Thursday, 20 April 2017

Is Trump about to flip-flop on "trade deals"

Is Trump About To Flip Again: Ryan Says "TTIP Good For Global Order"

19 April, 2017


From Obamacare to NATO, and from Ex-Im Bank to Chinese currency manipulators, President Trump has shown he is comfortable changing his mind 'bigly'. Today's exuberant support for "TTIP as good for global order," from Speaker Ryan, following VP Pence's meetings in Japan, raises questions about whether Trump's executive order withdrawing from the Trans-Pacific Partnership (TPP) free trade agreement is the next big flip-flop.

During his presidential campaign, Trump often criticized the TPP agreement and called it a "terrible deal," which is harmful for US workers. On January 23, Donald Trump signed an executive order withdrawing the United States from the Trans-Pacific Partnership (TPP) free trade agreement and promised to renegotiate the North American Free Trade Agreement (NAFTA). The Trump administration was expected to at least delay talks on the TTIP deal, according to media reports.
And then today,. Speaker Ryan, according to Bloomberg News noted that "TTIP was good for global order," adding...


We are more determined than ever to lead. We don't want China to write the rules of the 21st century global economy. We want to do that. We want a level playing field for our businesses. And yes, we want free trade deals, but they have to be smart trade deals. They need to help workers and raise wages. They need to create high-paying, sustainable jobs. The good news is that these are exactly the type of jobs you get from smart free trade agreements. And we must continue to sharpen tools to combat unfair trade practices.
 
Now that Article 50 has been invoked, the UK and EU will determine the best path forward over the course of negotiations. We want the parties to come together and strike a lasting agreement. A strong UK-EU relationship is in all of our best interests.
 
In that same vein, the United States will continue to work closely with our EU friends, and chart a path forward on TTIP negotiations.

And while it's a jump from the Transatlantic Trade and Investment Partnership (TTIP) to the Trans-Pacific Partnership (TPP), as one analyst notes, given his recent backtracking, it's not beyond the realms of possibility...


"Whoever thought that Trump would let China, a rival, off the hook on currency? If he can do that with a country that's clearly not a friend, maybe he could reconsider reversing himself on TPP for a friend like Japan," Sean King, senior vice president of Park Strategies, told CNBC on Tuesday.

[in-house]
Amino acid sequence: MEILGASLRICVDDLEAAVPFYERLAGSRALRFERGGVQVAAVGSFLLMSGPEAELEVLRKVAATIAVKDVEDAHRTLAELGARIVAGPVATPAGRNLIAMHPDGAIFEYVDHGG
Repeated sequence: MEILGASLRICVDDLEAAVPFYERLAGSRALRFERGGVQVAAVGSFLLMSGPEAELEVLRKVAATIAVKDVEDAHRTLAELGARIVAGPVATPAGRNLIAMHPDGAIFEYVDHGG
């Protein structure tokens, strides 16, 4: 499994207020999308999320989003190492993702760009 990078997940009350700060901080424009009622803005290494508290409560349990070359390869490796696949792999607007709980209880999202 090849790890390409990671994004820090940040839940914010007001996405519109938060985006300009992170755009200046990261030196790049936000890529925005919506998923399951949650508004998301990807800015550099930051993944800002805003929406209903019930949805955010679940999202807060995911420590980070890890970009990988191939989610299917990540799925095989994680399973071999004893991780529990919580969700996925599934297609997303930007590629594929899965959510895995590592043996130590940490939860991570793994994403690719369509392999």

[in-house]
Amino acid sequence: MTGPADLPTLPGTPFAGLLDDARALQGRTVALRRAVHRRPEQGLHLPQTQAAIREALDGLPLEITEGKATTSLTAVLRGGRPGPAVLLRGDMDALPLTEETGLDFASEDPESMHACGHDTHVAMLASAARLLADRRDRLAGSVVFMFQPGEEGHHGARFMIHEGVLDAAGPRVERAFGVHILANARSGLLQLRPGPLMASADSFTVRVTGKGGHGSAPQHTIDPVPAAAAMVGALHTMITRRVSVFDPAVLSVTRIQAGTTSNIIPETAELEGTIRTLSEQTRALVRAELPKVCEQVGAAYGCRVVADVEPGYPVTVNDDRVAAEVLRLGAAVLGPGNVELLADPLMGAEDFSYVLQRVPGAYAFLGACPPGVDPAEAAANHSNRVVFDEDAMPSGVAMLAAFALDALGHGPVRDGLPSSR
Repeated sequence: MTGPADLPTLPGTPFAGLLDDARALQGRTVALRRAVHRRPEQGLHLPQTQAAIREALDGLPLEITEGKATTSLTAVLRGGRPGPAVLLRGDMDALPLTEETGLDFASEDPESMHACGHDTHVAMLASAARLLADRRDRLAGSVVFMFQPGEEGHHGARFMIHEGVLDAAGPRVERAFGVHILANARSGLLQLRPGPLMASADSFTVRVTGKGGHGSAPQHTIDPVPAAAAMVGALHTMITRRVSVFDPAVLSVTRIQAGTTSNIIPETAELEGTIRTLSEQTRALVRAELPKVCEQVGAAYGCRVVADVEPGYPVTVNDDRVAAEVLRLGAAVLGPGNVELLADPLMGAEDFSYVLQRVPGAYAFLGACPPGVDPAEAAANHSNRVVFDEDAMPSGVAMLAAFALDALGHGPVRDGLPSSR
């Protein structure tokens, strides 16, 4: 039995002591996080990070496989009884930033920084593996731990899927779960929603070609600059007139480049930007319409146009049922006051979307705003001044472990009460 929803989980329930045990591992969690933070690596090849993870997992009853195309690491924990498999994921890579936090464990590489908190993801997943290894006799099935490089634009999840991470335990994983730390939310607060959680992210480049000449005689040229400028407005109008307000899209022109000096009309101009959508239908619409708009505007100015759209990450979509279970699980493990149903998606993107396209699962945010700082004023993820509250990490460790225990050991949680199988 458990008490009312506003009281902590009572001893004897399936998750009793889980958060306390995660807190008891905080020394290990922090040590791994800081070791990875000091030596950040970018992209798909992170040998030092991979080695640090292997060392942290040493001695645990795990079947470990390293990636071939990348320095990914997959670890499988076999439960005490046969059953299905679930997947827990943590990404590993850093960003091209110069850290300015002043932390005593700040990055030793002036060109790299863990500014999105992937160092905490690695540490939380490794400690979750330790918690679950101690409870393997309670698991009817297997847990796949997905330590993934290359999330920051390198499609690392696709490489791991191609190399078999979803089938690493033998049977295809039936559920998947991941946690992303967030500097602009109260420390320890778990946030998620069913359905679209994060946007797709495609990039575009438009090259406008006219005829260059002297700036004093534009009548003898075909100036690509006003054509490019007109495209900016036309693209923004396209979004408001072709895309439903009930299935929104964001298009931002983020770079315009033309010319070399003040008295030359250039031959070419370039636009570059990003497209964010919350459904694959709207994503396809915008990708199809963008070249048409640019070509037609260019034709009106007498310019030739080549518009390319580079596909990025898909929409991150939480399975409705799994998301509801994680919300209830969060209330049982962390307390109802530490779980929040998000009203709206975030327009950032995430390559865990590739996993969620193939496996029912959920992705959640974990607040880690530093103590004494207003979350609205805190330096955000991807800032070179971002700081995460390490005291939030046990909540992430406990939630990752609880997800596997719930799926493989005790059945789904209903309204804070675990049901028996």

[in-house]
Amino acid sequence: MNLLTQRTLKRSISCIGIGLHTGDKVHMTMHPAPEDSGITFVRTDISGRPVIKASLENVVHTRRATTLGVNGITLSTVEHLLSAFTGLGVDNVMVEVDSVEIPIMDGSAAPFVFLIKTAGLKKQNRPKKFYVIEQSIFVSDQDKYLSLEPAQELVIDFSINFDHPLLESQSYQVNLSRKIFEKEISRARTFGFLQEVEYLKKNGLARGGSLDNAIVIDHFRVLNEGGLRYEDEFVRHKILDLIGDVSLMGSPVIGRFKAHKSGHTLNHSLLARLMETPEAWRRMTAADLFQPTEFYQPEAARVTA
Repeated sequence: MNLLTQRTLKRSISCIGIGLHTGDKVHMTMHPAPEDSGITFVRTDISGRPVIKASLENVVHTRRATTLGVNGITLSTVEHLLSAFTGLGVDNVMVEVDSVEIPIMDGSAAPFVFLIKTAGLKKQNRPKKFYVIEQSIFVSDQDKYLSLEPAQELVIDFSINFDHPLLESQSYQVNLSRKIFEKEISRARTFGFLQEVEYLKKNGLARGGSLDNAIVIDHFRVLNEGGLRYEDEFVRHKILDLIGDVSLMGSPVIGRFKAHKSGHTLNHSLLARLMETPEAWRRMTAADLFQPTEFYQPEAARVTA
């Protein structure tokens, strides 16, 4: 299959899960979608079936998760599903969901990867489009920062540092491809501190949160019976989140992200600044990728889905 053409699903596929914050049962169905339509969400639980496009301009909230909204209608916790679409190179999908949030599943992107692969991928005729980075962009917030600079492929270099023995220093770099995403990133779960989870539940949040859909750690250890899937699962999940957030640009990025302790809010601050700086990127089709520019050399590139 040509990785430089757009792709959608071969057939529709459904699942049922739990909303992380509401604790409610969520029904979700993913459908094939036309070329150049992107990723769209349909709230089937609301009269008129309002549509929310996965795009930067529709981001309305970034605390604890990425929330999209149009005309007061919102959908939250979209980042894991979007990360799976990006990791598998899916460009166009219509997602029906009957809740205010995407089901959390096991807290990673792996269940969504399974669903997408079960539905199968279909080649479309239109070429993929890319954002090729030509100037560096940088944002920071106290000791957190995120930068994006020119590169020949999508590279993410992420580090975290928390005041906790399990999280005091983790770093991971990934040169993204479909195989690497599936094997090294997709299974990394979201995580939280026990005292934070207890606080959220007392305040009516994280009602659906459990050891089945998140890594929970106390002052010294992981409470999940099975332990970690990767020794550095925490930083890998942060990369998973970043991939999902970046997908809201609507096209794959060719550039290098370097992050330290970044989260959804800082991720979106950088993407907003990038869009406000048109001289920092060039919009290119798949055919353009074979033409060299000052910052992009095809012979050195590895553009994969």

Japan was set to be a major beneficiary of TPP, particularly the country's auto sector that would have obtained cheaper access to U.S. markets. Tokyo, which has long lamented the trade pact would be "meaningless" without the U.S., has decided to forge ahead with the other remaining 10 participating nations to revive the deal but many are doubtful of whether the TPP will be a game-changer in Washington's absence.

Trade topped the agenda when Vice President Mike Pence holds talks with Japanese Deputy Prime Minister Taro Aso in Tokyo yesterday as part of a 10-day Asia tour. Pence focused on the prospect of a U.S.-Japan free trade agreement (FTA)."We [the U.S.] are trying to offer them a poor man's TPP with this FTA idea, but I don't think Japan has any interest in pursuing that. They want to stick with ideas and principles that were hammered out in TPP," said King, specifically referring to intellectual property rights as well as market access.
 
"I think Taro Aso is just going to hear out Pence to be nice to Trump...I don't expect much to come out of these talks, it's going to be a bunch of niceties but no real deliverables."
Trump still has time to change his mind on TPP, King warned, noting that the treaty text remains valid until February 2018.


"Trump said [TPP] was a disaster, but I'm sure the other members would be willing to make concessions to get the U.S. back in, just like South Korea was willing to make concessions to Obama for his endorsement of the U.S.-Korea [free trade agreement]," King said.
 
"He's certainly made greater reversals and claimed victory. Why not do this for our friends who want to stand with us against countries like China and North Korea? I'm all for it."
We can only imagine the reaction in the rust-belt, after being told how distastrous TPP would be for US jobs, if Trump were to spin on this topic too.

No comments:

Post a Comment